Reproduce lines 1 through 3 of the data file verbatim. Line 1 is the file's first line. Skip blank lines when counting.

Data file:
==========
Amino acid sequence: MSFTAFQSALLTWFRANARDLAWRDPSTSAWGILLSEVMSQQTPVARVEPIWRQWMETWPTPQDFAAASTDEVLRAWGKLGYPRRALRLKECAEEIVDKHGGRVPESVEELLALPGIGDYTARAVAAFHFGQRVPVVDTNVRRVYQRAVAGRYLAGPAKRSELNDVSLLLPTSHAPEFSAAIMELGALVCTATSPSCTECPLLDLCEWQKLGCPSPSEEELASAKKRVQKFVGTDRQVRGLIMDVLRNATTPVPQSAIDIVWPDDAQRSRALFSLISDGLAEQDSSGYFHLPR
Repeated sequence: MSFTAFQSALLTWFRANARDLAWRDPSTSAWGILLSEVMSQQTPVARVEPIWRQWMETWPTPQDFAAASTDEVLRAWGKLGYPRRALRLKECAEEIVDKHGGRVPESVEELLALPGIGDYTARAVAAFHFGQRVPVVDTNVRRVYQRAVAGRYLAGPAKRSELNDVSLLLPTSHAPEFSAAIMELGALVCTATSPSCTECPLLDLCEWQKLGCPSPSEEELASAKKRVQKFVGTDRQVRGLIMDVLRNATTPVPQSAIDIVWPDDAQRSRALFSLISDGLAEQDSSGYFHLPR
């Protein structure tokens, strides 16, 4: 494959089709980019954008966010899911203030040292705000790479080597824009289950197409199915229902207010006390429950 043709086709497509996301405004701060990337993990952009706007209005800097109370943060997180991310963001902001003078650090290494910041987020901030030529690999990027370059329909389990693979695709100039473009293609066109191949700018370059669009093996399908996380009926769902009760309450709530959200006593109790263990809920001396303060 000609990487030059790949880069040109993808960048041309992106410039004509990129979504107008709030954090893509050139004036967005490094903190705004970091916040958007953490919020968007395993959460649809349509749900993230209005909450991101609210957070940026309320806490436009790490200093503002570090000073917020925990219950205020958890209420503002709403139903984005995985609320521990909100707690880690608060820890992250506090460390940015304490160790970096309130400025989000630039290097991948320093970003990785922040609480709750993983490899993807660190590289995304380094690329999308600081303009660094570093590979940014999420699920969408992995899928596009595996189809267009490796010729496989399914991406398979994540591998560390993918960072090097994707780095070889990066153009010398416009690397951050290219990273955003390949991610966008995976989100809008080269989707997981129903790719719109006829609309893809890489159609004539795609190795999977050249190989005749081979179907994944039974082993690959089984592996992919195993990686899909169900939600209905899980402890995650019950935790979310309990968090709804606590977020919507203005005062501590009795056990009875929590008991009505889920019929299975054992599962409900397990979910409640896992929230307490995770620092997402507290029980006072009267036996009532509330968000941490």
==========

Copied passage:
Amino acid sequence: MSFTAFQSALLTWFRANARDLAWRDPSTSAWGILLSEVMSQQTPVARVEPIWRQWMETWPTPQDFAAASTDEVLRAWGKLGYPRRALRLKECAEEIVDKHGGRVPESVEELLALPGIGDYTARAVAAFHFGQRVPVVDTNVRRVYQRAVAGRYLAGPAKRSELNDVSLLLPTSHAPEFSAAIMELGALVCTATSPSCTECPLLDLCEWQKLGCPSPSEEELASAKKRVQKFVGTDRQVRGLIMDVLRNATTPVPQSAIDIVWPDDAQRSRALFSLISDGLAEQDSSGYFHLPR
Repeated sequence: MSFTAFQSALLTWFRANARDLAWRDPSTSAWGILLSEVMSQQTPVARVEPIWRQWMETWPTPQDFAAASTDEVLRAWGKLGYPRRALRLKECAEEIVDKHGGRVPESVEELLALPGIGDYTARAVAAFHFGQRVPVVDTNVRRVYQRAVAGRYLAGPAKRSELNDVSLLLPTSHAPEFSAAIMELGALVCTATSPSCTECPLLDLCEWQKLGCPSPSEEELASAKKRVQKFVGTDRQVRGLIMDVLRNATTPVPQSAIDIVWPDDAQRSRALFSLISDGLAEQDSSGYFHLPR
């Protein structure tokens, strides 16, 4: 494959089709980019954008966010899911203030040292705000790479080597824009289950197409199915229902207010006390429950 043709086709497509996301405004701060990337993990952009706007209005800097109370943060997180991310963001902001003078650090290494910041987020901030030529690999990027370059329909389990693979695709100039473009293609066109191949700018370059669009093996399908996380009926769902009760309450709530959200006593109790263990809920001396303060 000609990487030059790949880069040109993808960048041309992106410039004509990129979504107008709030954090893509050139004036967005490094903190705004970091916040958007953490919020968007395993959460649809349509749900993230209005909450991101609210957070940026309320806490436009790490200093503002570090000073917020925990219950205020958890209420503002709403139903984005995985609320521990909100707690880690608060820890992250506090460390940015304490160790970096309130400025989000630039290097991948320093970003990785922040609480709750993983490899993807660190590289995304380094690329999308600081303009660094570093590979940014999420699920969408992995899928596009595996189809267009490796010729496989399914991406398979994540591998560390993918960072090097994707780095070889990066153009010398416009690397951050290219990273955003390949991610966008995976989100809008080269989707997981129903790719719109006829609309893809890489159609004539795609190795999977050249190989005749081979179907994944039974082993690959089984592996992919195993990686899909169900939600209905899980402890995650019950935790979310309990968090709804606590977020919507203005005062501590009795056990009875929590008991009505889920019929299975054992599962409900397990979910409640896992929230307490995770620092997402507290029980006072009267036996009532509330968000941490």